A year after the Education Department launched its Ed Data Express Web site to help researchers and the public access the mountains of data it collects, the department today released a new version of the site with considerably more data analysis bells and whistles.
The site includes detailed information on state and National Assessment of Educational Progress assessments, school accountability reports, education budget information, and program reporting data, among other information.
The upgrades are intended to help visitors navigate the information more visually. New tools allow you to map student demographic data across states, or set up trend lines to track graduation rate changes across multiple years.
In what might be most helpful for researchers, the new site also includes an analysis tool to view multiple data elements in context. In my initial puttering around the site, I found this one pretty useful. It’s easy to look at the number of schools that made adequate yearly progress in 2009, say, when their state had only 25 percent of its English-language learners proficient. (For those interested, the ELL student group makes a big difference; nine states had 300 or more schools in improvement when 25 percent of the ELL population was proficient.) The tool also highlights areas where state data is less comprehensive, such as the achievement of former English language learners who have attained proficiency.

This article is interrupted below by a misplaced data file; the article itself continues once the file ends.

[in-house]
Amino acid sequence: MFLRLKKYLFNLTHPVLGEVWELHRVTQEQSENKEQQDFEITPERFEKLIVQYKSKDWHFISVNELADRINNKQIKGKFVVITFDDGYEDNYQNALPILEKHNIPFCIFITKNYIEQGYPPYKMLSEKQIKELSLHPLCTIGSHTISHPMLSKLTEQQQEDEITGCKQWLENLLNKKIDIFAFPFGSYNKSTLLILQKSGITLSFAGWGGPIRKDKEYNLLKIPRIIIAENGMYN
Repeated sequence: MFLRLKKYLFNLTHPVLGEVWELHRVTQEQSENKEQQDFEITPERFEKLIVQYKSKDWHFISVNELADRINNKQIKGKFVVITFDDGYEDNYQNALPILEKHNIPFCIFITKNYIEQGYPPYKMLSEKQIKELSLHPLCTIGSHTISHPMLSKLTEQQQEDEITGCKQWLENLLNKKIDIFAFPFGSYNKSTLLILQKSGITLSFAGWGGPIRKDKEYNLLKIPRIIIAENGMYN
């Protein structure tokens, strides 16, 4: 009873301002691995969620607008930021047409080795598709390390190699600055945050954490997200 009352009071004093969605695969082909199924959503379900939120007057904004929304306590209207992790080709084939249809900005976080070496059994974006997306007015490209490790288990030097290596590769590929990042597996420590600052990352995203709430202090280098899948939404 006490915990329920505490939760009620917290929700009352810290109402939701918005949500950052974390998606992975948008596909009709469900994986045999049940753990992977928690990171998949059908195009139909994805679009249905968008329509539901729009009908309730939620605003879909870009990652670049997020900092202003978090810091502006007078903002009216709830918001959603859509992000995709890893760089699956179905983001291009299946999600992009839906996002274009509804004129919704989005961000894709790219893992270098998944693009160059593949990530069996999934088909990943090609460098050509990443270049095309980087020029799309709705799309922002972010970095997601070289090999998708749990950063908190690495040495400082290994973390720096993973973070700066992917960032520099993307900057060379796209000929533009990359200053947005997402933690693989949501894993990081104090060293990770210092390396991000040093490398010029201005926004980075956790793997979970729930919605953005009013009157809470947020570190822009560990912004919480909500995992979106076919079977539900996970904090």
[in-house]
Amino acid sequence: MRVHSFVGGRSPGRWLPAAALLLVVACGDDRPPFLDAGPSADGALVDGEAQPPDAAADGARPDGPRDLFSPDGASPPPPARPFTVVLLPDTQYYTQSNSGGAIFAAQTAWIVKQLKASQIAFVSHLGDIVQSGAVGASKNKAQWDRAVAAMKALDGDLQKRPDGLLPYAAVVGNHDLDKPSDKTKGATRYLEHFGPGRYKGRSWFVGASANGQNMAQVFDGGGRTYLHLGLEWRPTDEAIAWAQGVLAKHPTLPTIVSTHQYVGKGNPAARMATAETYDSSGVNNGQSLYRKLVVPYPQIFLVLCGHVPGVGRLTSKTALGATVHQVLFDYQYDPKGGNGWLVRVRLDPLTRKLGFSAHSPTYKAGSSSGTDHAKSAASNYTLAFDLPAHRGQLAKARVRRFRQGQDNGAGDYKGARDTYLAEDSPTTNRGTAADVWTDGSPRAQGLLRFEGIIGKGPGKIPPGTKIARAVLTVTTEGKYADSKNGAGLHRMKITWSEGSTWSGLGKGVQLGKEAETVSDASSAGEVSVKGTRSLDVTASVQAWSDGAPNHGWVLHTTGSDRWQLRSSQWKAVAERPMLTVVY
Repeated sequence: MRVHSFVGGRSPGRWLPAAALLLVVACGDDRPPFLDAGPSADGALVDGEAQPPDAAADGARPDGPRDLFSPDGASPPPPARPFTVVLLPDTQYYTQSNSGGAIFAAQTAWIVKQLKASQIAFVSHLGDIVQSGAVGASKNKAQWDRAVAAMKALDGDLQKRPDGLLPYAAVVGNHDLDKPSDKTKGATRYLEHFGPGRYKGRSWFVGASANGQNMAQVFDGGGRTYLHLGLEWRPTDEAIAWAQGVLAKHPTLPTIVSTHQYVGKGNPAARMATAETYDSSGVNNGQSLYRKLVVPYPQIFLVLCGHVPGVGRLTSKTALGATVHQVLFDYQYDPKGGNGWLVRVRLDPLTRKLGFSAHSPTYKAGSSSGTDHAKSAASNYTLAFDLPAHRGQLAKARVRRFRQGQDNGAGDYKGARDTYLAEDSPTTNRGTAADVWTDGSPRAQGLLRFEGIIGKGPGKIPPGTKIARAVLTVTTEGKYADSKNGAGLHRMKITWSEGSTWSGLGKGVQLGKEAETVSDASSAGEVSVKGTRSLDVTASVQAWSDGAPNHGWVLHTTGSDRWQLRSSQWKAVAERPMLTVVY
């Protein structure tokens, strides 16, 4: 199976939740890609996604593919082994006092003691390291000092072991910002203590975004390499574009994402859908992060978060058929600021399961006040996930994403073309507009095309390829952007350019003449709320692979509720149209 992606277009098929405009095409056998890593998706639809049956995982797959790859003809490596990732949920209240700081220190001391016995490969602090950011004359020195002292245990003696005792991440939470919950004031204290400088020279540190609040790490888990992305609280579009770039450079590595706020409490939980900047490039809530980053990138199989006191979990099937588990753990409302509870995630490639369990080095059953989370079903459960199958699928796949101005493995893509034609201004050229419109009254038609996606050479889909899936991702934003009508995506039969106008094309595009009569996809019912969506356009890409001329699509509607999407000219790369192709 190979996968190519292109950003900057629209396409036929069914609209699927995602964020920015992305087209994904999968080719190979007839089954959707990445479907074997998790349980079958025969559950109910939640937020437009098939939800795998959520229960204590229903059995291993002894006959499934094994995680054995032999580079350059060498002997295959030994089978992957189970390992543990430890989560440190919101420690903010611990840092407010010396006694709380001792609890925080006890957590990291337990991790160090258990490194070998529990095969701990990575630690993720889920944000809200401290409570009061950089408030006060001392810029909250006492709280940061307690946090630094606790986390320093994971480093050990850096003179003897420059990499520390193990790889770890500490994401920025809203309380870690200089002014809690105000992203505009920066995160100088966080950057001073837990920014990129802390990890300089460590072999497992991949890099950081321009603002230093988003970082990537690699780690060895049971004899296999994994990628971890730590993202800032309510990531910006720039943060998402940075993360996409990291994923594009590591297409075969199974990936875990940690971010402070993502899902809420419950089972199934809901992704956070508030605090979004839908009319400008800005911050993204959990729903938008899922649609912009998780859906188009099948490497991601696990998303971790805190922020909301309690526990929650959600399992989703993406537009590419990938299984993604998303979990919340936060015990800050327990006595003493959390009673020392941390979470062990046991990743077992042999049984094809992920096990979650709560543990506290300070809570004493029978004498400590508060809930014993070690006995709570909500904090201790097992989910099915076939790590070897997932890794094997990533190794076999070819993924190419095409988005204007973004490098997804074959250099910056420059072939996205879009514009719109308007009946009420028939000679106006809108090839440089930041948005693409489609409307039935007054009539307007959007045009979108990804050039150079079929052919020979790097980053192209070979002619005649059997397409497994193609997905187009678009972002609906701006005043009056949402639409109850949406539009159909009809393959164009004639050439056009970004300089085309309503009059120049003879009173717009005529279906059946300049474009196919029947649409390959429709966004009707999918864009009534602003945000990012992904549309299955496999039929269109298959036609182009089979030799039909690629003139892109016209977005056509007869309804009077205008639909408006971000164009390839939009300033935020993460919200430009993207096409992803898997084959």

As a frequent Tweeter, I also like the new ability to share data from the site directly through social networking sites, including Twitter and Facebook.
ED expects to release a third update this winter, including more detailed snapshots of state data. ""By providing parents and educators with more robust and interactive ways to explore education data, we are supporting their ability to understand, evaluate and improve how we educate our children,” Education Secretary Arne Duncan said in a statement on the release.
For readers who are familiar with the National Center for Education Statistics site’s data tools, how do you think this compares?
A version of this news article first appeared in the Inside School Research blog.